Just outside a small town called Ketrzyn (german Rastenburg) in northeastern Poland (then East Prussia) lied Hitler’s largest FHQ (Führerhauptquartier). Already in 1940 the German military command had reconnoitered and found a suitable place in the inhospitable Gierloz forest. The place consisted of marshland which served as a natural defense, but at the same time it brought huge mosquito problems for the German staff. Hitler arrived at Wolfschanze June 23, 1941, the day after Germany launched its attack on Soviet Union. He came to stay on and off for about 800 days for both shorter and longer periods. Wolfschanze was thus the FHQ that Hitler spent most time at during the war.

Wolfschanze was divided into three different security zones (Sperrkreis) where passports were required to enter each zone. Hitler’s bunker was in the innermost security zone. Wolfschanze underwent several expansions over the years and was still under expansion when Hitler left it for the last time in November 1944. Wolfschanze became a small town consisting of casinos, cinema, hair salon, guest hotel, private villas, railway station and a small airfield. At most, Wolfschanze consisted of about 80 bunkers and barracks and around 2000 people. General Alfred Jodl called Wolfschanze a mix between monastery and a concentration camp. On top of the bunkers, trees and other shrubs were planted to camouflage the site as much as possible from above. Even small roads that linked the bunkers and barracks were camouflaged from above. Hitler was concerned that the Soviet intelligence would find out where Wolfsschanze was located and therefore ordered that his own and other important bunkers be strengthened and security increased. Hitler’s personal bunker consisted of an eight-meter-thick concrete roof and six-meter-thick concrete walls to withstand any bombing at the time.

The OKH military leadership (Oberkommando des Heeres) had established its headquarters just under twenty kilometres northeast of Wolfsschanze in a forest called the Mauerwald. Even SS chief Himmler had set up headquarters just over ten kilometres east of Wolfsschanze. Several other political leaders also set up their headquarters nearby in order to be available at all times for deliberations. The reason why the military leadership and other political leaders did not place their headquarters in Hitler’s FHQ was for security reasons. If Wolfschanze (or other FHQ) were bombed and destroyed, the Germans would not risk that the military leadership and other political leaders would be knocked out. In January 1945, the Germans evacuated Wolfsschanze and the bunkers and barracks were blown up. Some bunkers such as Hitler’s could not be completely destroyed because of their enormous construction. In those cases, the Germans had to content themselves with destroying the interior in order to leave as little value as possible to the Red Army.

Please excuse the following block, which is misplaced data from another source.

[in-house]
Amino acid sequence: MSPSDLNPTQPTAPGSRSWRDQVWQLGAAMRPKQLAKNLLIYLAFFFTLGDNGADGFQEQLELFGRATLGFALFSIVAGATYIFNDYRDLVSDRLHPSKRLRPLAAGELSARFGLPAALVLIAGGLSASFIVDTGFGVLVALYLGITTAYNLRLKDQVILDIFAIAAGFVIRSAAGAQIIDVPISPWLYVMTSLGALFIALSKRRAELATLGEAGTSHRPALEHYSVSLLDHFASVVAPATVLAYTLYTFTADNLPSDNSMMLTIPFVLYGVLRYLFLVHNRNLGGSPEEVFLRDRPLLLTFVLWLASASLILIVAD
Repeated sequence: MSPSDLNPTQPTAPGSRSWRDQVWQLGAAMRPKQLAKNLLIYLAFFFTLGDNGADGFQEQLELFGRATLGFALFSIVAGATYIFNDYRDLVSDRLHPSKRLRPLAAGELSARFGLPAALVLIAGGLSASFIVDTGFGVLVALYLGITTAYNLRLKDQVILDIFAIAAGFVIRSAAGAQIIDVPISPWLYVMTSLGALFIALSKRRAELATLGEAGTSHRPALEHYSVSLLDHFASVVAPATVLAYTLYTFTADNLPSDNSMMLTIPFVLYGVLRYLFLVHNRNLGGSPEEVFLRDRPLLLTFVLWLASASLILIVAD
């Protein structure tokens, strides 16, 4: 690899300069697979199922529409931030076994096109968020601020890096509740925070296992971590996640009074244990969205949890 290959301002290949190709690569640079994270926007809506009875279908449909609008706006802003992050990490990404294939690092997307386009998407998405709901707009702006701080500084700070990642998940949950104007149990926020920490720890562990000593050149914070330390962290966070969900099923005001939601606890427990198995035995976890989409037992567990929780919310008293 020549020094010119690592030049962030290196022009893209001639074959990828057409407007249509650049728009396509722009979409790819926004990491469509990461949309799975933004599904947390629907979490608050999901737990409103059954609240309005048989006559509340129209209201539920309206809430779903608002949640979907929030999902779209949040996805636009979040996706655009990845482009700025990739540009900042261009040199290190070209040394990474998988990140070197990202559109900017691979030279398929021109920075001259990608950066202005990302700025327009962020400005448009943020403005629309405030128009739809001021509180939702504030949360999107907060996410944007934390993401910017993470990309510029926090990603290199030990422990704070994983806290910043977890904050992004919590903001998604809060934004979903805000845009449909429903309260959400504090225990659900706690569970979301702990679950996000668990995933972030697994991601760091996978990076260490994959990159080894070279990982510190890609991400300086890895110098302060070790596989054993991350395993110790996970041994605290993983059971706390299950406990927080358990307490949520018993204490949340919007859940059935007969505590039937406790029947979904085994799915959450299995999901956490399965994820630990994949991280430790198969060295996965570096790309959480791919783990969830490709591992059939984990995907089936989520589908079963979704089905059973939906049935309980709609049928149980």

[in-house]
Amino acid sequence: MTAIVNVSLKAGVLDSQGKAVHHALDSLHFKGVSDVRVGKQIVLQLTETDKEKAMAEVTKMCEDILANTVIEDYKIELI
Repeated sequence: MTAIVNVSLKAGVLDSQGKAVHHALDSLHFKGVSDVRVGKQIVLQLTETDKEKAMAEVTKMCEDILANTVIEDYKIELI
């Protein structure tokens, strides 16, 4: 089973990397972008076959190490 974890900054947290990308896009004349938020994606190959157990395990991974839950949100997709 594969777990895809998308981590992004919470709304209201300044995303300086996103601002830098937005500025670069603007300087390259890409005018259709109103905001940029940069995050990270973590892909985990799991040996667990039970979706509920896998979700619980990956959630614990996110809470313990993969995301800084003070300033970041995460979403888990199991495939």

It was also in Wolfschanze that Colonel Claus Schenk Graf von Stauffenberg did an attempt on Hitler’s life when he placed a bomb, hidden in a briefcase, under a table during a military conference July 20, 1944. The bomb exploded, directly killing three officers, a stenographer later died of his injuries. Hitler miraculously survived and there has been speculation why he survived. Some argue that the conference at the last moment was moved from a thick concrete bunker to a smaller barrack whose walls which could not withstand the blast created by the explosion. Meaning the bomb had lesser effect on people than if it had exploded in a thick concrete bunker. Others claim that the bag with the bomb was moved from one side of the sturdy oak table leg to the other side, away from Hitler. Meaning that the table leg actually had a protective effect as Hitler stood on the other side of the table leg. Further theories are the fact that Stauffenberg only managed to mount one of the two bombs he had in his briefcase. Meaning that the blast was heavily reduced and thus safed Hitler’s life. But it could also be pure luck that made Hitler survive. Whatever it may be, Hitler survived and became even more convinced of the myth that he was sent by providence to save Germany. His grip on Germany became stronger and was maintained with even more draconian methods after the attempt on his life.

Current status: Partly preserved/demolished with museum (1998).

Location: 54°04'49.43" N 21°29'41.15" E

Get there: Car.

My comment:

Wolfschanze is more like a popular tourist attraction than it is a museum. But Hitler sells and if you can ignore the commercialism that exists on the site, Wolfschanze is well worth a visit, after all, it is the place where Hitler spent most of the war and the place where the attempt of his life was carried out. Most bunkers and barracks remain, including Hitler’s, the interiors are destroyed but otherwise they remain. Although it is forbidden to enter the ruins this is ignored by everyone. But beware, rebar, cracks and large holes between floors are everywhere and are not always easy to detect, especially where the light is limited. I highly recommend to spend a full day att Wolfsschanze, not only the ruins close to Hitler’s bunker, but also the ruins scattered around the whole area.

Follow up in books: Seidler, Franz W. & Zeigert, Dieter: Hitler’s secret headquarters (2004).